… as personified by Bill Hinzman, the Cemetery Ghoul (aka Zombie One) in NIGHT OF THE LIVING DEAD. And what is Bob Ewell…

… but an horrific husk of a man, bereft of humanity, driven by some feral instinct and consumed with the need to hurt. A nightmare figure. The Boogey Man. Remember that I said that.

I’m not saying that NIGHT OF THE LIVING DEAD was inspired directly by TO KILL A MOCKINGBIRD, that it pays specific homage to the Mulligan film, that it intentionally borrows…  nonetheless, I do find compelling similarities, not the least of which is the casting of a black actor (Duane Jones) as Romero’s hero, who in the last seconds of the film (STOP READING HERE IF YOU HAVEN’T SEEN NIGHT OF THE LIVING DEAD AND ALSO SHAME ON YOU) falls victim to a bullet fired by a well-meaning sheriff’s deputy… a fate he shares with the wronged Tom Robinson (Brock Peters) of the Mulligan film. (END SPOILERS, LOSER.) Interesting also is how the opening scene of NIGHT OF THE LIVING DEAD, of a brother and sister attacked by an oddly lurching predator, is TO KILL A MOCKINGBIRD‘s final setpiece, alike in form to the point of having the brother attempt to defend his sister, at his own peril.

Who knows what sparks flew in the minds of Romero and cowriter John Russo when they were crafting NIGHT OF THE LIVING DEAD, production of which was separated at the time from the release of TO KILL A MOCKINGBIRD by only five years. I suspect MOCKINGBIRD has a bigger footprint on horror movie terra than most devotees would admit. In the year following its release, Robert Aldrich went to work on his WHATEVER HAPPENED TO BABY JANE? (1962) follow-up, HUSH… HUSHSWEET CHARLOTTE (1964), another kudzu-cloaked tale of fear and dread in the deep south. As in TO KILL A MOCKINGBIRD, the Aldrich film is set in and around a purportedly haunted house, to which the local children are drawn.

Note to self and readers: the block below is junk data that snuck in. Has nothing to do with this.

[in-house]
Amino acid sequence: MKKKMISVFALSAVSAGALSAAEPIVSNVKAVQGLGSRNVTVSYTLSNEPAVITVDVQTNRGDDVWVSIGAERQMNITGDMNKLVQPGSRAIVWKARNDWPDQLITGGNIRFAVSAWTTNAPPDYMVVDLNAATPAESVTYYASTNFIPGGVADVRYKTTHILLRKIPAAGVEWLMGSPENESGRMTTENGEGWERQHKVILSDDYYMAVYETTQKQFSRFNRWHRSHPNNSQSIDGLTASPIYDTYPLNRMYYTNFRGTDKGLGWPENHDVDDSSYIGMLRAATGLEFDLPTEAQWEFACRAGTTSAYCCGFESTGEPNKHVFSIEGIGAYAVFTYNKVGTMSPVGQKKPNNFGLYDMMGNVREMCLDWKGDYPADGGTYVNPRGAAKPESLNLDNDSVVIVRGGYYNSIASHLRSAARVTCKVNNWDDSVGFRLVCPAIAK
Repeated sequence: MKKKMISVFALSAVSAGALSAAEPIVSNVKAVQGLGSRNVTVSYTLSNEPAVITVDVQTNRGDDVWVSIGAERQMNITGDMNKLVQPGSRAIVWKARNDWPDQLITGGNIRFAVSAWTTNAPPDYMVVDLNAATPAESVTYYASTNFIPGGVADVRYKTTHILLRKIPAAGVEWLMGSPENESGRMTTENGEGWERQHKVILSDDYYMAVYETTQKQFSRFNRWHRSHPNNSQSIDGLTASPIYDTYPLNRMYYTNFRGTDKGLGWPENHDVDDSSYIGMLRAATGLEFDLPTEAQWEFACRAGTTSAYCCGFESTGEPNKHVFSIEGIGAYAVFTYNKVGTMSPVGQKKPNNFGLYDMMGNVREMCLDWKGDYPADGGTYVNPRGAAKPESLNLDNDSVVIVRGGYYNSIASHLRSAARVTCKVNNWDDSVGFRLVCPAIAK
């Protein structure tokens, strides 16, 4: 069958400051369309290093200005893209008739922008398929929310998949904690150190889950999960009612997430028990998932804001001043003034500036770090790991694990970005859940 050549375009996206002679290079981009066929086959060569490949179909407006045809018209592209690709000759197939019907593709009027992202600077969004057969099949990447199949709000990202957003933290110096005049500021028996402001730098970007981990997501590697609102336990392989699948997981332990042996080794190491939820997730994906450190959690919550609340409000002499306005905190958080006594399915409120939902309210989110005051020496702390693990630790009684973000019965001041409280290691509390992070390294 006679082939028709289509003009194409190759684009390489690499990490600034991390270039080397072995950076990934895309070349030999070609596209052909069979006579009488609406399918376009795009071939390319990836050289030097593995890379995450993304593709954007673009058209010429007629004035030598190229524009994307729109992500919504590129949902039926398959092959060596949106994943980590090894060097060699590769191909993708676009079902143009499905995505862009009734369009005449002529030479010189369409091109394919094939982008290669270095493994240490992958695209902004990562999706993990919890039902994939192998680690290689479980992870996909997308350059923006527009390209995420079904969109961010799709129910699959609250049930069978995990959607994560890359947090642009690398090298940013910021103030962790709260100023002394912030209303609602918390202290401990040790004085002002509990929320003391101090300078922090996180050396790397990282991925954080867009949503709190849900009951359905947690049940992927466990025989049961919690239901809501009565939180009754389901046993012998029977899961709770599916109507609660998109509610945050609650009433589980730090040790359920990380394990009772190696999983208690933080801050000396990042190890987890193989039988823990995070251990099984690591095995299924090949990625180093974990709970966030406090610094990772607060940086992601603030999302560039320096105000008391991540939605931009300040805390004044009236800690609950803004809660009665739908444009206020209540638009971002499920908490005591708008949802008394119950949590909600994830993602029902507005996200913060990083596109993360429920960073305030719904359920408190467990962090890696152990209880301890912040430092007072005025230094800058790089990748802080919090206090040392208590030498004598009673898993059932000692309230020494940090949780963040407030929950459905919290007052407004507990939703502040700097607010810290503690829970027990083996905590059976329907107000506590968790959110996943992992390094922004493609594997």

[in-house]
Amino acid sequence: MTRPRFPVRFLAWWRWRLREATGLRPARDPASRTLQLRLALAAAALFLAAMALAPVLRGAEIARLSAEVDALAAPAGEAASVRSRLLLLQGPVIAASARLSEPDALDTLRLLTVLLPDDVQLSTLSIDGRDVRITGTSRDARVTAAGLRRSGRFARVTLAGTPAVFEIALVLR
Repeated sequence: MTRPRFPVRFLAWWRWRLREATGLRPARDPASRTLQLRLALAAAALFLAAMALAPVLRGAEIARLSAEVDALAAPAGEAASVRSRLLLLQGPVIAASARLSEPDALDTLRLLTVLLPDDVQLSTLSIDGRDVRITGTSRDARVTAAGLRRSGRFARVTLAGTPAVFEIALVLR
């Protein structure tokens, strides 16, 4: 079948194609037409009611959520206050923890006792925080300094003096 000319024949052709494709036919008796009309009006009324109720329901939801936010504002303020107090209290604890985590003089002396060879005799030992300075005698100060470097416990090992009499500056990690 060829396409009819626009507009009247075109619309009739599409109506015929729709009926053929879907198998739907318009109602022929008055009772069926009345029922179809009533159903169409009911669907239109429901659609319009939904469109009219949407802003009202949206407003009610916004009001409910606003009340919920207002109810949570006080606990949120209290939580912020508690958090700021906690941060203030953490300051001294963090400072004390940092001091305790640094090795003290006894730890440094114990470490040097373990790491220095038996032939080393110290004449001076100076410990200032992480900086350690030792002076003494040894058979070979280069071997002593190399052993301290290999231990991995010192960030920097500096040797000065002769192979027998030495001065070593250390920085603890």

This plot point echoes scenes in MOCKINGBIRD in which the pint-sized protagonists dare one another to set foot on the front porch of the benighted Radley House, where purported maniac Arthur “Boo” Radley is purported to be kept chained to his bed. In HUSH… HUSH, SWEET CHARLOTTE, the purported maniac is Charlotte Hollis (Bette Davis), an aging Southern belle purported to have hacked up her lover during Prohibition.

In CHARLOTTE, a gaggle of area youths agree to let a new kid in town join their gang if he can prove his worth by trespassing on the Hollis property, with extra credit given if he manages to get inside the house and obtain something belonging to Miss Charlotte. The choice of young actor to play the new kid is telling…

… given that it’s John Megna, who played the precocious Dill in TO KILL A MOCKINGBIRD.

There are other, softer echoes of TO KILL A MOCKINGBIRD in NIGHT OF THE LIVING DEAD, among them the choice to have a lead character (Judith O’Dea, who is attacked with her brother in the first scene) go catatonic in the second act and stay that way throughout. Her silence reminds me of the unreachability of Boo Radley (Robert Duvall), Maycomb’s resident “maniac,” and both characters are particularized by light complexions, light hair and neutral-colored clothing that make both seem like ghosts in life. But maybe it’s time to hop off this connection, in favor of another.